Why am I going on about this? It’s more than the recent climbing tragedy in the national park. Things happen. We enjoy a different sort of inherently dangerous sport. Things can go horribly wrong in a fraction of a second. That is the nature of cycling. The best way we can ensure maximum survivability is to wear a helmet.
Pay attention. Don’t take silly risks. Most of us do not get payed for our cycling results. We have families who want to see us come home. Know the traffic. Assume that the driver either doesn’t see you or doesn’t care. And again, wear a helmet.
Carry some kind of ID. I carry my drivers license, my insurance card and my Road ID. If you crash and can’t communicate, you want whoever finds you to be able to tell your loved-ones whats going on.
Don’t let love of the sport interfere with family. No one ever gets to the end of this life and says, “I wish I’d spent less time with my family.”
Next time you head out, be sure to kiss your spouse. Hug your kids. Make sure everyone you care for knows how you feel. Things happen and you don’t want to leave something like that hanging.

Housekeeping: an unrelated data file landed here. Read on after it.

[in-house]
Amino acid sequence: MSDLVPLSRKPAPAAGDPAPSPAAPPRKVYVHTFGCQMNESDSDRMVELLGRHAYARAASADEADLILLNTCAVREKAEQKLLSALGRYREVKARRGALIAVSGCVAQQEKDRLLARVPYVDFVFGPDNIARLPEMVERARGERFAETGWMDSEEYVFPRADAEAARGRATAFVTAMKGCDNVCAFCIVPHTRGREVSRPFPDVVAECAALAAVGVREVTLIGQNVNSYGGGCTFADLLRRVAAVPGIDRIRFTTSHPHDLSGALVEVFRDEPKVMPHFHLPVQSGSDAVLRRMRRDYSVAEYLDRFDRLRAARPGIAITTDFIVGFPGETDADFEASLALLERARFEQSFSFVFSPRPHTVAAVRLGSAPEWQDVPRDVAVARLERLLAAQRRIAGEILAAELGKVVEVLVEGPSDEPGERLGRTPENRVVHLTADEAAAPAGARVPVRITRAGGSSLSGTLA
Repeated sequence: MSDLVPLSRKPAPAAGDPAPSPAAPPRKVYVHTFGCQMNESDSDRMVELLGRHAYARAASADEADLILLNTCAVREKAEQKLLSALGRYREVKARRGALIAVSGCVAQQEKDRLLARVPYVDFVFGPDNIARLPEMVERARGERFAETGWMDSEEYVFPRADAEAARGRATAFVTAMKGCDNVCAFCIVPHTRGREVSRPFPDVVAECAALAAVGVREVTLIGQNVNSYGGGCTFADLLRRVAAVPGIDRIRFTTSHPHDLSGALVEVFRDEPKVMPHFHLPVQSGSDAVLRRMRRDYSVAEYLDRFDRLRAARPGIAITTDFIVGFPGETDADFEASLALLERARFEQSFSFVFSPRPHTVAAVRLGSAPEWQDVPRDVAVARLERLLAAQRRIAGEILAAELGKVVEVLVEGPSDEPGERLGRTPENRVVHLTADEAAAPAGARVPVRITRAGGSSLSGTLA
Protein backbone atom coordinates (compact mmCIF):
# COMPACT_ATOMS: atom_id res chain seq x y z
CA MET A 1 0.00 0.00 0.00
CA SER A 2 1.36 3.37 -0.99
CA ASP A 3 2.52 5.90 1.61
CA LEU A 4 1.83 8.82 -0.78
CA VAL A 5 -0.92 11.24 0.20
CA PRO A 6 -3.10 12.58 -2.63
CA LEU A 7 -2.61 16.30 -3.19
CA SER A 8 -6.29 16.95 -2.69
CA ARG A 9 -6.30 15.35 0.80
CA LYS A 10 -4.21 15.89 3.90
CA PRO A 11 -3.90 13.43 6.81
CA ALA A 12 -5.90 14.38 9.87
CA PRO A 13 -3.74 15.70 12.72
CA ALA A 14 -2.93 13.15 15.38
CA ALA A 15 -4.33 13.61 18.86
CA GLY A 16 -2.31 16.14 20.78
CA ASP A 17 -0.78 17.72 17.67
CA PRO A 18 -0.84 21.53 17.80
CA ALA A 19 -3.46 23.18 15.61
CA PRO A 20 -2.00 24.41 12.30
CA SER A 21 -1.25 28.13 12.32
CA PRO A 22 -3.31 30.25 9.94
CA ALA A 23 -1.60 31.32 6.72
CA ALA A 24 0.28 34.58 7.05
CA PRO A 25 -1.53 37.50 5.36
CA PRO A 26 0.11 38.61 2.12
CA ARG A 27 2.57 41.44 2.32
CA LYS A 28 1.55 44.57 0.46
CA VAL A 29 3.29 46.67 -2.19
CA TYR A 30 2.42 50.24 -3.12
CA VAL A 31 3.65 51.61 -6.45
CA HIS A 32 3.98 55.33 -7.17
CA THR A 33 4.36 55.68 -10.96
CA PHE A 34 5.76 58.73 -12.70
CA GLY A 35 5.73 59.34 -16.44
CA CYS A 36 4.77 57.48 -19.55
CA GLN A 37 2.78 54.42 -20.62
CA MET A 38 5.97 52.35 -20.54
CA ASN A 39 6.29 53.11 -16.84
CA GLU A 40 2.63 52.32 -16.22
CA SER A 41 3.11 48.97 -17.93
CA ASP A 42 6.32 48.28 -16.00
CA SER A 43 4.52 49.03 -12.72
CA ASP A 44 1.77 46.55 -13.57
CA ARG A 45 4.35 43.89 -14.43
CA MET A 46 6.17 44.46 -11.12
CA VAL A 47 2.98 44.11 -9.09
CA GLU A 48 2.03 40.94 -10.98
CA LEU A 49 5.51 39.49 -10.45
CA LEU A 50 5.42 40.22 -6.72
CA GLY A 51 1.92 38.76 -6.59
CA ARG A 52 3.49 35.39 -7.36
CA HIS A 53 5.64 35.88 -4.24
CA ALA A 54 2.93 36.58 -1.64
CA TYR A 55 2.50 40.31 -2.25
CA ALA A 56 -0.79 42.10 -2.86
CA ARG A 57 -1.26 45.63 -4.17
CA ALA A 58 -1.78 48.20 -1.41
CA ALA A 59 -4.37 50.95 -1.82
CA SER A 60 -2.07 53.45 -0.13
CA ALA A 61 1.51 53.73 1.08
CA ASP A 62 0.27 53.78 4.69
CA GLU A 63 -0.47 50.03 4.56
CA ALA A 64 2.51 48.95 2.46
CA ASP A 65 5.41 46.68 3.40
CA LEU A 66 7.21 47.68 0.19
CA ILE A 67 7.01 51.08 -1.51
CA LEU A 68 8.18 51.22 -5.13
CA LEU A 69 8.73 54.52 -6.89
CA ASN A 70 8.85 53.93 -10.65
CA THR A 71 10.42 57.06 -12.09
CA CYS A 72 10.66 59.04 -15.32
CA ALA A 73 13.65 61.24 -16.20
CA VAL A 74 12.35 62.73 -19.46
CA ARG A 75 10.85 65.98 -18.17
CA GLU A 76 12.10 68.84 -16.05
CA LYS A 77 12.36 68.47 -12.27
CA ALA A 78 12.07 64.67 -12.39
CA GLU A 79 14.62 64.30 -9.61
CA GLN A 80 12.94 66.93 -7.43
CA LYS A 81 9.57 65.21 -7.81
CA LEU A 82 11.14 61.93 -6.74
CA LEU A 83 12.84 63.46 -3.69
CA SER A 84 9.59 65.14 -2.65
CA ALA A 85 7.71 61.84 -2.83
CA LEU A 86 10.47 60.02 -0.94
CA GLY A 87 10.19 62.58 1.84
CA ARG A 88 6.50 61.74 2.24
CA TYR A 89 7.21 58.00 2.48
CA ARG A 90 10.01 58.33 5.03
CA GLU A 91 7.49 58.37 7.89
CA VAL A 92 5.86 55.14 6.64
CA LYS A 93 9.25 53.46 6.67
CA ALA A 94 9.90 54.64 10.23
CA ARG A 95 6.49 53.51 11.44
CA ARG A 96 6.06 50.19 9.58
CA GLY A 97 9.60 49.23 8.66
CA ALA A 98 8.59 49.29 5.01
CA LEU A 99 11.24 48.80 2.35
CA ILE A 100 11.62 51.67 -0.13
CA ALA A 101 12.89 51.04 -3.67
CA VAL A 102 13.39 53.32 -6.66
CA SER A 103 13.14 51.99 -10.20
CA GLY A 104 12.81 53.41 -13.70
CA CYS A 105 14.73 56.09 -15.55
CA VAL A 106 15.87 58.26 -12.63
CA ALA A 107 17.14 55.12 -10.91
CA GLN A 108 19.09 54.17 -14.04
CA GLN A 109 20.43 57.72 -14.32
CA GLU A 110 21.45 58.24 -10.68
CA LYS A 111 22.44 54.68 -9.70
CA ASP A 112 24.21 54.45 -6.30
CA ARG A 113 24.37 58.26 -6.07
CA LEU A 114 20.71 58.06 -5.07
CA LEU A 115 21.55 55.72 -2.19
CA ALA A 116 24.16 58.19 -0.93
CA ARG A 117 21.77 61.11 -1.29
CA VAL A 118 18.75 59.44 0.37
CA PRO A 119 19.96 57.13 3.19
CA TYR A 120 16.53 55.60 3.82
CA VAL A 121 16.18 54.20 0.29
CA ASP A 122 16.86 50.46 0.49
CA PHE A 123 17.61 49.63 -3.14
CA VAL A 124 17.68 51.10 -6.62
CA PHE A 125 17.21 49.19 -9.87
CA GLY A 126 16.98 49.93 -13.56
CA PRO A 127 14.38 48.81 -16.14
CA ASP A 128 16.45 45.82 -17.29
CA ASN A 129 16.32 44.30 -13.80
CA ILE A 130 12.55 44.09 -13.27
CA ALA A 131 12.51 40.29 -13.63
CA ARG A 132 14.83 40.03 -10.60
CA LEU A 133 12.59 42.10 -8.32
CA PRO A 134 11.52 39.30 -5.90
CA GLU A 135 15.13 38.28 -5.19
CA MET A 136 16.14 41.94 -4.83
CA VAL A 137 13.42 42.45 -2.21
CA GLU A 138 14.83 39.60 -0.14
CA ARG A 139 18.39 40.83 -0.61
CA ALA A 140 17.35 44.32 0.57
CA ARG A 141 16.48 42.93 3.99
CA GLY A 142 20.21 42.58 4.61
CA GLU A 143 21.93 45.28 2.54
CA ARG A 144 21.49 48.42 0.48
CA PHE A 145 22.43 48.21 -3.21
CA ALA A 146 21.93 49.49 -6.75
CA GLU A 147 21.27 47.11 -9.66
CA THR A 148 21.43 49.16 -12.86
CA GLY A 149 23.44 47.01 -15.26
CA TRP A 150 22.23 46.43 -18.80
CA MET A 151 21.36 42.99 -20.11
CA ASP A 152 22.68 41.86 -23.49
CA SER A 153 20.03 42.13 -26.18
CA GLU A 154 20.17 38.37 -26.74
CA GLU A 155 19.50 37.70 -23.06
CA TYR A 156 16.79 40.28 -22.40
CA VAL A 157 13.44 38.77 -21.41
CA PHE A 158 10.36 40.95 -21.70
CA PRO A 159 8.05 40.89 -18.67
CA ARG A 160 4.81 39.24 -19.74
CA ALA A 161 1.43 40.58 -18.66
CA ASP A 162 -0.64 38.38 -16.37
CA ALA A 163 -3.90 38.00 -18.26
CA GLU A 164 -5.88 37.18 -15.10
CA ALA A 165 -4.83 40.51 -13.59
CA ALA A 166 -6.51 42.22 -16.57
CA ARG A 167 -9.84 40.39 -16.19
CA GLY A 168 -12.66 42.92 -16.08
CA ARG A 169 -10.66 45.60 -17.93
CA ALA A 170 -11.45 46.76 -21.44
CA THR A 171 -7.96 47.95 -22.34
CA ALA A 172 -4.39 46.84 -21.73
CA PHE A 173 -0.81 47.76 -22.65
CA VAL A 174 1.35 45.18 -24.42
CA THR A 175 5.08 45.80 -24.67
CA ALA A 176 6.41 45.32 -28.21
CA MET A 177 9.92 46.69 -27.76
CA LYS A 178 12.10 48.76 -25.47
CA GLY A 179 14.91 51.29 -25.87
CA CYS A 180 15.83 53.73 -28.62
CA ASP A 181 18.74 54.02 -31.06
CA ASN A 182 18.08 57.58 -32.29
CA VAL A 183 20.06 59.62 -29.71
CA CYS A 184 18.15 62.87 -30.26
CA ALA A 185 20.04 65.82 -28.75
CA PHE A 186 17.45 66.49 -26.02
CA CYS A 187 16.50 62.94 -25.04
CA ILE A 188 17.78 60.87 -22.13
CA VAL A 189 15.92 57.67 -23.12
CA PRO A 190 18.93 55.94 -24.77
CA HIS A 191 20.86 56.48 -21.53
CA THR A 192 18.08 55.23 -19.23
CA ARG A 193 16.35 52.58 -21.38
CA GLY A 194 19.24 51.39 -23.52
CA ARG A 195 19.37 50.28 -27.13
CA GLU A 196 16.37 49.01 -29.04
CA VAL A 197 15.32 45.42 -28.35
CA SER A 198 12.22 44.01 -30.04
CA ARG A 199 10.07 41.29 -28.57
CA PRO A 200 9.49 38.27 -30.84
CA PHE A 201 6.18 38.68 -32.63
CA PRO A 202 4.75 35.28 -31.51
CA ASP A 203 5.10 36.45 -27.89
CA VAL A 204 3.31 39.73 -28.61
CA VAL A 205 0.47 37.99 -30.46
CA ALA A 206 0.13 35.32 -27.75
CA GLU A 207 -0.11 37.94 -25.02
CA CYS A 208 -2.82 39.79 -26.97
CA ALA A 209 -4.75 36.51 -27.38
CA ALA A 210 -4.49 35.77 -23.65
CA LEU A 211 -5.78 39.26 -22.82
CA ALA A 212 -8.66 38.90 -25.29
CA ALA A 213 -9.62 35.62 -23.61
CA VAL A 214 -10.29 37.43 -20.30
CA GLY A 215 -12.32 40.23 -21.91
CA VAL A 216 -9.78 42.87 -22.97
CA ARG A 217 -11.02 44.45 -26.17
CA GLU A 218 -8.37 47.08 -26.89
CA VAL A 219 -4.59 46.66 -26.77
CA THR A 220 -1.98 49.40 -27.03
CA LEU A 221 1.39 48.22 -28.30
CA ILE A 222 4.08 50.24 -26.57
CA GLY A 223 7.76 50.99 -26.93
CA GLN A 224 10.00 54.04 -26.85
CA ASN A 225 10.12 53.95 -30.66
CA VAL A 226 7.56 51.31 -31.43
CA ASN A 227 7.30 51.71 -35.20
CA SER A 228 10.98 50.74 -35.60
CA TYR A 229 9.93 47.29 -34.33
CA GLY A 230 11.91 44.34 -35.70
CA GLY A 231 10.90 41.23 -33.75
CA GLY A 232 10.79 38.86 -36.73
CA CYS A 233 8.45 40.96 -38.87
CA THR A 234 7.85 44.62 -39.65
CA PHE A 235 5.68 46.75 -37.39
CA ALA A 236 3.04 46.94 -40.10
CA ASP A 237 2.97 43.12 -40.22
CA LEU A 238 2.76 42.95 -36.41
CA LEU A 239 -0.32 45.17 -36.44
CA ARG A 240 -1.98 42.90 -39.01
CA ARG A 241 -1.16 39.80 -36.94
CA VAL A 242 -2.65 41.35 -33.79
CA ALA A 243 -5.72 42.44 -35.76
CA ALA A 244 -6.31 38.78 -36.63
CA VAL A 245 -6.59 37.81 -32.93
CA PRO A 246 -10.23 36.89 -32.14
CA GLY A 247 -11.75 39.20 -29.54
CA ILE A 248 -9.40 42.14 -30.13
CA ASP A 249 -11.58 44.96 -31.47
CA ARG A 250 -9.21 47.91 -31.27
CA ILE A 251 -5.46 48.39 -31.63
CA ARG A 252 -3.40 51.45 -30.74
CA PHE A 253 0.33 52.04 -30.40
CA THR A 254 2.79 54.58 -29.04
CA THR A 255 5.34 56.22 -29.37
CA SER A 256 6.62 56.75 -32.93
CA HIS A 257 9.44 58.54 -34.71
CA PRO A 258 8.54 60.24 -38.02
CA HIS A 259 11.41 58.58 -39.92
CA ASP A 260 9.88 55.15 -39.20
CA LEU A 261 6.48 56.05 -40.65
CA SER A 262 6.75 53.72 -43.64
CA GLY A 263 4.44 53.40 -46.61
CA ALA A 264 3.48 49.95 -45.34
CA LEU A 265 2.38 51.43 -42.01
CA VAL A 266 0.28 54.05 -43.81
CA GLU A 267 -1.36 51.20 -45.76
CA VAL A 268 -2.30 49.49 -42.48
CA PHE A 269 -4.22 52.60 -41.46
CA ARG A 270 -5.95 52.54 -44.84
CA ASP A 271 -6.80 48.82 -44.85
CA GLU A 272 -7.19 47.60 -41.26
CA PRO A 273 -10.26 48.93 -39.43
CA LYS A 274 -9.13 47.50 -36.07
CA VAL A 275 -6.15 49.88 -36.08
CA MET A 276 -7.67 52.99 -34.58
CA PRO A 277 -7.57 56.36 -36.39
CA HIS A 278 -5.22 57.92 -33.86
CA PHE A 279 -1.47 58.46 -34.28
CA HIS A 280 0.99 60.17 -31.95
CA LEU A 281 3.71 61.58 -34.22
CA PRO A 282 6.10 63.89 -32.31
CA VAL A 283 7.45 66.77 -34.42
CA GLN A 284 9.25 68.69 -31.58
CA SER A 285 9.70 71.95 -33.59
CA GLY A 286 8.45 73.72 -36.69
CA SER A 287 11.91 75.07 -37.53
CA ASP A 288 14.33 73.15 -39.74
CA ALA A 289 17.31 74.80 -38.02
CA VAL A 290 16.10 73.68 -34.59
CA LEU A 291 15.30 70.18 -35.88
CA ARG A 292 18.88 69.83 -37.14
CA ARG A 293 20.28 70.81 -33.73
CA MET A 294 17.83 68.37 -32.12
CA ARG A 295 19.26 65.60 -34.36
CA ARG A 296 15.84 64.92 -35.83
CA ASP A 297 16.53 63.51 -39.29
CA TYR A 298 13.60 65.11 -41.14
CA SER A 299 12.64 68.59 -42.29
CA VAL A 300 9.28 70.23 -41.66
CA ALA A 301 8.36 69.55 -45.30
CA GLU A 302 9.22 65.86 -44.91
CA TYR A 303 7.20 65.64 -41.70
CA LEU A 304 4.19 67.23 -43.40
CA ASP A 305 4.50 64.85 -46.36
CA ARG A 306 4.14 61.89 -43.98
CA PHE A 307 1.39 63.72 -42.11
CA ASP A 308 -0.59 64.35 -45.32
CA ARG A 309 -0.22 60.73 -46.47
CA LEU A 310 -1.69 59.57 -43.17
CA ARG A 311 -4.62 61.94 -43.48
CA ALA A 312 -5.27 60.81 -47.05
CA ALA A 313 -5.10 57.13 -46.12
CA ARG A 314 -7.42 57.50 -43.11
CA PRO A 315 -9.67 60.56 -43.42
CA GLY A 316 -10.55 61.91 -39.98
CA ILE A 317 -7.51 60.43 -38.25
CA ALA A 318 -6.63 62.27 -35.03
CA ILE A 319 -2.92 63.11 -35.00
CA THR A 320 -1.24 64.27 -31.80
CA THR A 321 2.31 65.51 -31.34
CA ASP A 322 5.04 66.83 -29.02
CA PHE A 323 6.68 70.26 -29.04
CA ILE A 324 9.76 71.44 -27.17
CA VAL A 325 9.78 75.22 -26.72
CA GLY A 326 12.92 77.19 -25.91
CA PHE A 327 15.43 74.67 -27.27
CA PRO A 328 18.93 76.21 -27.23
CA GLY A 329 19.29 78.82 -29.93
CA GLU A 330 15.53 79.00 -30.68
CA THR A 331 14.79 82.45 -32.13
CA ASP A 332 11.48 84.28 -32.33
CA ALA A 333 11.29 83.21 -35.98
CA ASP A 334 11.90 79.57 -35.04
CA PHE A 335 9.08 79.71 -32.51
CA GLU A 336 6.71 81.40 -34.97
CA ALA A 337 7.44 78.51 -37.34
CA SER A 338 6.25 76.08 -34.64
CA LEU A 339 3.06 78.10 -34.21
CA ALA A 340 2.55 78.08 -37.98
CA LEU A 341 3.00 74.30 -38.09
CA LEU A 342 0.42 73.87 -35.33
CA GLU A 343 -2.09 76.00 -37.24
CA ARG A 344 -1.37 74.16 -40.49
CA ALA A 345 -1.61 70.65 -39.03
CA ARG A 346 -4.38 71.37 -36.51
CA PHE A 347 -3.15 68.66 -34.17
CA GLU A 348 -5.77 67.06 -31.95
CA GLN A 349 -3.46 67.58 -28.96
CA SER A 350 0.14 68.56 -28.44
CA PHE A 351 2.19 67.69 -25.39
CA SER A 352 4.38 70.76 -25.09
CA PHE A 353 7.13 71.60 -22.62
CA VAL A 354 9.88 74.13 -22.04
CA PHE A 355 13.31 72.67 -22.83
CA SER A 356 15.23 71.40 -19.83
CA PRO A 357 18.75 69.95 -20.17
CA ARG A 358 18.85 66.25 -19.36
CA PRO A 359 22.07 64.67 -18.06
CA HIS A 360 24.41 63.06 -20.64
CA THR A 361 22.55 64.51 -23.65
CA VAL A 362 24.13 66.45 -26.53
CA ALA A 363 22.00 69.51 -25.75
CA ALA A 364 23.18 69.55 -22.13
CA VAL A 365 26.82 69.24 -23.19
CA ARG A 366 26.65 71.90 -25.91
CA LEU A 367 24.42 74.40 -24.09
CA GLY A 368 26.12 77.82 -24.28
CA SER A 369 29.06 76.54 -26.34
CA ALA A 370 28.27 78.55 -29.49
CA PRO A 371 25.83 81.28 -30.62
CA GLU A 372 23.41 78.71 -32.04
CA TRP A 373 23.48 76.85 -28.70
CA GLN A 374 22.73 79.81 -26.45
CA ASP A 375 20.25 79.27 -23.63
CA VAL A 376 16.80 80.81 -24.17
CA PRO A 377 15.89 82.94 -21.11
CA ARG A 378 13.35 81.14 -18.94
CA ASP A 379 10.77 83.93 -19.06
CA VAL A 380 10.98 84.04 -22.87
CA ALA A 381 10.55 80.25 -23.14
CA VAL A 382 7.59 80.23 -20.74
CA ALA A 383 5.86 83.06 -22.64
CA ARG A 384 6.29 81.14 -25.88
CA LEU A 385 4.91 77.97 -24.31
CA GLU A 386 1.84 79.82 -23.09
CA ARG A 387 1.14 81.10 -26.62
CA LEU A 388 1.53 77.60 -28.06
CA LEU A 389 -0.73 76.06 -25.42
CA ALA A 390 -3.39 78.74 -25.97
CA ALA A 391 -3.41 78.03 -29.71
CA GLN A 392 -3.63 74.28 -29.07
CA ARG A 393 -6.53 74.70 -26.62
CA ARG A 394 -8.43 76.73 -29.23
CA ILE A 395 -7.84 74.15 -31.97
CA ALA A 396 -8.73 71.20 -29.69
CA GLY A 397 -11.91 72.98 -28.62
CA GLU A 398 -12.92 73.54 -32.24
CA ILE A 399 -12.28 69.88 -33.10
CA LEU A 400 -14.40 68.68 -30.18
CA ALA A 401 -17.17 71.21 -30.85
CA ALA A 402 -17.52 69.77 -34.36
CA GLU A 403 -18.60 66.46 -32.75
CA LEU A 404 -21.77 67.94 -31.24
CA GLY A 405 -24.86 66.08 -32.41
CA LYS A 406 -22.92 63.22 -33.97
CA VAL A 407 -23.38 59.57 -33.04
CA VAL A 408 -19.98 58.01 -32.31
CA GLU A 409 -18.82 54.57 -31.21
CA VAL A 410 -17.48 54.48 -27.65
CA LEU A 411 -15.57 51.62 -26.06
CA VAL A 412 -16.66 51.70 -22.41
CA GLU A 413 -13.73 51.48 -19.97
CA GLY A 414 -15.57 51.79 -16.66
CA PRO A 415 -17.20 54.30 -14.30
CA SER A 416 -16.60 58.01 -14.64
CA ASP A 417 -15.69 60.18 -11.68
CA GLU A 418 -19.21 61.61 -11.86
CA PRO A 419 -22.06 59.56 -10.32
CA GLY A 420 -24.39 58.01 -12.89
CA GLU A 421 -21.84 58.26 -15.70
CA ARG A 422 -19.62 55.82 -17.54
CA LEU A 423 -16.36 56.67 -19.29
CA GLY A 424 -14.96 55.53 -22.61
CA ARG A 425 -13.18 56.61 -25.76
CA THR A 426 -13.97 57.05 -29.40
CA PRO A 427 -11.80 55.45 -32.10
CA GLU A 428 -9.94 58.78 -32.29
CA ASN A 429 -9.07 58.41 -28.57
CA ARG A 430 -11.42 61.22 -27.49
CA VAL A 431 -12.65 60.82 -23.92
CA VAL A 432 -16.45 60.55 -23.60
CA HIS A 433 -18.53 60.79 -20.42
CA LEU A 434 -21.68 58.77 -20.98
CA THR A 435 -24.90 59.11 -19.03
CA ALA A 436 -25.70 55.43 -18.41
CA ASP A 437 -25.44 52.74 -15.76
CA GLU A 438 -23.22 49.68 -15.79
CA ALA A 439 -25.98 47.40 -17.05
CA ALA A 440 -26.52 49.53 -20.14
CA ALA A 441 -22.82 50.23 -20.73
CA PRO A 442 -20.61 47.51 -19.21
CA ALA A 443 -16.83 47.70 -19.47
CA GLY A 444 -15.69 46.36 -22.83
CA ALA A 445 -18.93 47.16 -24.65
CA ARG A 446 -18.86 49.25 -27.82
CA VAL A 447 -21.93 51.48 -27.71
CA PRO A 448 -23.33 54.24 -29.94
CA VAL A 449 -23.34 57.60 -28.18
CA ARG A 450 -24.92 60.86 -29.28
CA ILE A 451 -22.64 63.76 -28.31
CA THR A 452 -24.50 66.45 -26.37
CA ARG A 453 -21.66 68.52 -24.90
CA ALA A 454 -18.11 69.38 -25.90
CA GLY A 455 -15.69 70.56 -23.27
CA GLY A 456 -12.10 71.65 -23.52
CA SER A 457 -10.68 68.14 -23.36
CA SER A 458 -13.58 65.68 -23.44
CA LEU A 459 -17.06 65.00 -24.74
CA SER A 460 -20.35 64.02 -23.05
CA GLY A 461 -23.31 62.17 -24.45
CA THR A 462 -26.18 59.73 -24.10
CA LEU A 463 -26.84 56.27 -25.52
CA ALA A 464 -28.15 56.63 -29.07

For training, we are now 11 weeks away from the Ride the Rockies. Our total miles should be up to 70 with three rides equalling 50 miles during the week and one more of 20 mile on the weekend. Keep it up. As we are expecting snow and cold all the way through the weekend, the typical spring pattern, I’ll be inside again. It may also be an opportunity to do some maintenance on the bike, or maybe just stay home and watch movies with my wife and daughter.
I’m not just saying this. I mean it. Have fun, be safe. I’m going to hang out with my family.
I like to write “Have fun, be safe” when I finish my column. I’m serious when I write this. Cyclists, even casual cyclists, wear little more than a covering of cotton or polyester. This is not much to protect a person. The one thing any cyclist can wear to improve his or her chances of surviving an accident is a helmet.